Wartislaw X, Duke of Pomerania
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|Wartislaw X of Pomerania|
|Died||17 December 1478|
|Noble family||House of Griffins|
|Spouse(s)||Elizabeth of Brandenburg|
Magdalena of Mecklenburg
|Father||Wartislaw IX, Duke of Pomerania-Wolgast|
|Mother||Sophia of Saxe-Lauenburg|
Wartislaw married twice. On 5 March 1454, he married Elizabeth of Brandenburg, the widow of the Duke Joachim II "the Younger" of Pomerania-Stettin and daughter of Margrave John of the Neumark. She died in early 1465. They had two sons: Swantibor V and Ertmar, both died of the plague in 1464 at an early age.
Wartislaw's second wife was Magdalena of Mecklenburg, the daughter of Henry, Duke of Mecklenburg-Stargard. This marriage was childless. After Wartislaw's death, Magdalena married Count Burkhard of Barby-Mühlingen.
In 1458, Wartislaw's father died and he and his older brother, Eric II began jointly ruling Pomerania. They quickly got into a dispute over the inheritance and succession of Pomerania-Stolp and Pomerania-Rügenwalde. Eric had married princess Sophia, the daughter of Duke Bogislaw IX and after the death in 1459 of Eric of Pomerania, the last duke of Further Pomerania, wanted to rule Further Pomerania alone. Wartislaw wanted to rule Further Pomerania jointly, while Elector Frederick II of Brandenburg claimed Further Pomerania on behalf of his ward, the minor Otto III of Pomerania-Stettin.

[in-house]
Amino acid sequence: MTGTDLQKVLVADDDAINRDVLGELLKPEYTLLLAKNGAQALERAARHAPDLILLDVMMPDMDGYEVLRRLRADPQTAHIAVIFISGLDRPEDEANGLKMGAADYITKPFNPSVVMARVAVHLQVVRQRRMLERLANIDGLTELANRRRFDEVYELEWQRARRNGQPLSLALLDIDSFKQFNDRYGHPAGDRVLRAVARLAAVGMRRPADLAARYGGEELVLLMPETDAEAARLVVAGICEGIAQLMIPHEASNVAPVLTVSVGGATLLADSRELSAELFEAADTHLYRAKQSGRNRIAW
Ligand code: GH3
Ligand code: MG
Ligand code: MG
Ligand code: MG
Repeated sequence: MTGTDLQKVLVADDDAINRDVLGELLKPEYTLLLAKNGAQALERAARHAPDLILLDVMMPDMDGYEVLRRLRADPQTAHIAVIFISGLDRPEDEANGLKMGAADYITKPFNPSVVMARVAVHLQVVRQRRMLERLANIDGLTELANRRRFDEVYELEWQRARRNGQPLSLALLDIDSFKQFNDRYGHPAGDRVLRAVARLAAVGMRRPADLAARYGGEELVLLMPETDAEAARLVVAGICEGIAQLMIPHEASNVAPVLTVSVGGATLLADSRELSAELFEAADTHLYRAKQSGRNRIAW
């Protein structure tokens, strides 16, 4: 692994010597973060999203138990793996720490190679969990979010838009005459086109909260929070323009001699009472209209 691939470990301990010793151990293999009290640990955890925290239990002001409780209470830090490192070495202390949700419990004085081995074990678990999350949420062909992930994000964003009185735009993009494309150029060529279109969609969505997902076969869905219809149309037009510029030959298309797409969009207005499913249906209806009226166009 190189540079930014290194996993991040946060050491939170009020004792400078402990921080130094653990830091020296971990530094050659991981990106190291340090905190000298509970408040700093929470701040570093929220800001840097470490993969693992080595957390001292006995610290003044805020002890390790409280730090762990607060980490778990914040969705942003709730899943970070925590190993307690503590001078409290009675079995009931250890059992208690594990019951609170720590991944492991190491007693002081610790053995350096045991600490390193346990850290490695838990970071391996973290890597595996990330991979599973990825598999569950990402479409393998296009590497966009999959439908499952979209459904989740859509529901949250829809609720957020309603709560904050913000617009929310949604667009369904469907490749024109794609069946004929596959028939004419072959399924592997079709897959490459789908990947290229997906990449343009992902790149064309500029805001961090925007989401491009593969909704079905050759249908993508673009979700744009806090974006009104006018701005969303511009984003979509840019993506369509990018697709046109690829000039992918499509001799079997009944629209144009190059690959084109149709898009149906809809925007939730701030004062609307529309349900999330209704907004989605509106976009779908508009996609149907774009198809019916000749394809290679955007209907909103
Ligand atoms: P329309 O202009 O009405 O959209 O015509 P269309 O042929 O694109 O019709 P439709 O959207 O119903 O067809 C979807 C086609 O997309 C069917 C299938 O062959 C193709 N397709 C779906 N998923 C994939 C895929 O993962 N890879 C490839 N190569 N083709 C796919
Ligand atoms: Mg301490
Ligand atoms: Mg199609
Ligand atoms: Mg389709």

In 1464, Otto III died of the plague. With his death, the Pomerania-Stettin line of the House of Griffins died out. Frederick II then claimed that Pomerania-Stettin was a completed fief of Brandenburg, and that it should fall back to Brandenburg, while Eric II and Wartislaw held that Pomerania-Stettin should fall to the surviving line of the House of Griffins. This led to a conflict known as the Stettin War of Succession. Wartislaw X showed himself as an implacable opponent of the Hohenzollerns. His first wife, Elisabeth, who was herself a Hohenzollern, left him and this was used as ammunition by the Hohenzollerns in their propaganda war against the Pomeranian dukes. Due to Wartislaw's intransigence, a compromise with the Hohenzollerns was only possible after his death. In 1479, his nephew Bogislaw X, Duke of Pomerania, negotiated the Peace of Prenzlau. This treaty confirmed an agreement from 1472, that Wartislaw had approved. The key points were that the Dukes in Wolgast were allowed to keep Pomerania-Stettin, but had to accept that they were vassals of Brandenburg and held Pomerania as a fief. Wartislaw' opposition had been directed mainly against this last provision. After Wartislaw's death, Bogislaw X reunited all part of Pomerania and ruled the Duchy for almost fifty years. In the end, he also successfully challenged the status of Pomerania as a fief of Brandenburg. The issue was finally settled by Bogislaw's sons George I and Barnim XI in the Treaty of Grimnitz of 1529.